An official in the Tunisian Ministry of Energy confirmed that his country is currently using its strategic stock of petroleum products to be able to meet domestic demand, while its public finances are under severe pressure as a result of the Ukraine crisis.
The Director General of Hydrocarbons at the Ministry of Industry, Mines and Energy, Rachid Ben Dali, revealed in a statement to the Tunis Africa News Agency, that the national production of oil products is currently estimated at about 35,000 barrels per day, while the consumption of petroleum products is about 90,000 barrels per day. While the production capacity of the Tunisian Company for Refining Industries is 32,000 barrels per day.
Additionally, the public finances of Tunisia, which officials say is facing its worst crisis, recorded additional losses of about two billion dollars due to the repercussions of the war between Ukraine and Russia on grain and energy prices.
The Tunisian News Agency quoted the Director General of the Hydrocarbons Department in the Tunisian Ministry of Energy, Rachid Ben Dali, as saying, "This situation is very accurate, and it represents a weekly war in view of the scarcity of petroleum materials and the current financial situation in Tunisia and the Ukrainian crisis, all of which are pressures under which the state treasury is under." .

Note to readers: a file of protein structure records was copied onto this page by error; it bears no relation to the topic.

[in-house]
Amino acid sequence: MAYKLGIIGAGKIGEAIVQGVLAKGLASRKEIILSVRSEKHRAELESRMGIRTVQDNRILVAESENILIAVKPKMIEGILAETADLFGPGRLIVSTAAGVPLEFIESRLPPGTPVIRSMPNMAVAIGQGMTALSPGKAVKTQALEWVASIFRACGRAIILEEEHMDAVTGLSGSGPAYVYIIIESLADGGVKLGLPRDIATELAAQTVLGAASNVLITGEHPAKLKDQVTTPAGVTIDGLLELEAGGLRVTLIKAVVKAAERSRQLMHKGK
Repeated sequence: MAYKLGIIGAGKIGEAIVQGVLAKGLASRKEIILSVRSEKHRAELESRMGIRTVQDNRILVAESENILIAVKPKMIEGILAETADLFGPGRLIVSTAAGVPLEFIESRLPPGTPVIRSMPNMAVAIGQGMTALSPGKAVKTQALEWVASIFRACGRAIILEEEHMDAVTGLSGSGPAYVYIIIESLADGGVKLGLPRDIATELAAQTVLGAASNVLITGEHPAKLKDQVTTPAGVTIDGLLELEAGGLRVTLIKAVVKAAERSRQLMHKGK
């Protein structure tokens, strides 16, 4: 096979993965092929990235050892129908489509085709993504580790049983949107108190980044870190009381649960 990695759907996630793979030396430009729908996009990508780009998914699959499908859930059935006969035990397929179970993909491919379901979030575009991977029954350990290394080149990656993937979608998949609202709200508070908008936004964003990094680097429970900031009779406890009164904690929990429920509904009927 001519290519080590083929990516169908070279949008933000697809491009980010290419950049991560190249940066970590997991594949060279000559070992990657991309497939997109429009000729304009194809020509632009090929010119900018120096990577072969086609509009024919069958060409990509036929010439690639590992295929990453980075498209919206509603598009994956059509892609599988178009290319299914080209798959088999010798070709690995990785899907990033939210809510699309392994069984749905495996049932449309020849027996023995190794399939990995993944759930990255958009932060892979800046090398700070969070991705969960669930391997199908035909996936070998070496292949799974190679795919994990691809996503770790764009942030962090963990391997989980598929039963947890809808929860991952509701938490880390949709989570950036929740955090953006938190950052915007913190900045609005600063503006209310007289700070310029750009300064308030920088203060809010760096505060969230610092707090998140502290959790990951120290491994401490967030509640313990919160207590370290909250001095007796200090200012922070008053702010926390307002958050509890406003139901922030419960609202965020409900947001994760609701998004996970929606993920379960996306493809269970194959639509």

He added that the consumption of petroleum products is about 90,000 barrels per day, while the production capacity of the Tunisian Company for Refining Industries is 32,000 barrels per day, noting that 58,000 barrels per day must be covered by import.
Tunisia suffers from an economic and financial crisis, exacerbated by the repercussions of the Corona pandemic and a Russian war on Ukraine, in addition to the political instability that the country is experiencing, especially since President Kais Saied began imposing exceptional measures on July 25, 2021.
Hence, the country is continuing negotiations with the International Monetary Fund to obtain a loan to support its budget in light of rising food and energy prices globally.
The World Bank said on Wednesday that it had agreed to provide Tunisia with a $130 million loan to finance wheat imports and provide emergency support to cover barley imports for dairy products.
The Central Bank of Tunisia said - in a statement - that the loan aims to reduce the impact of the Ukraine war on the country.
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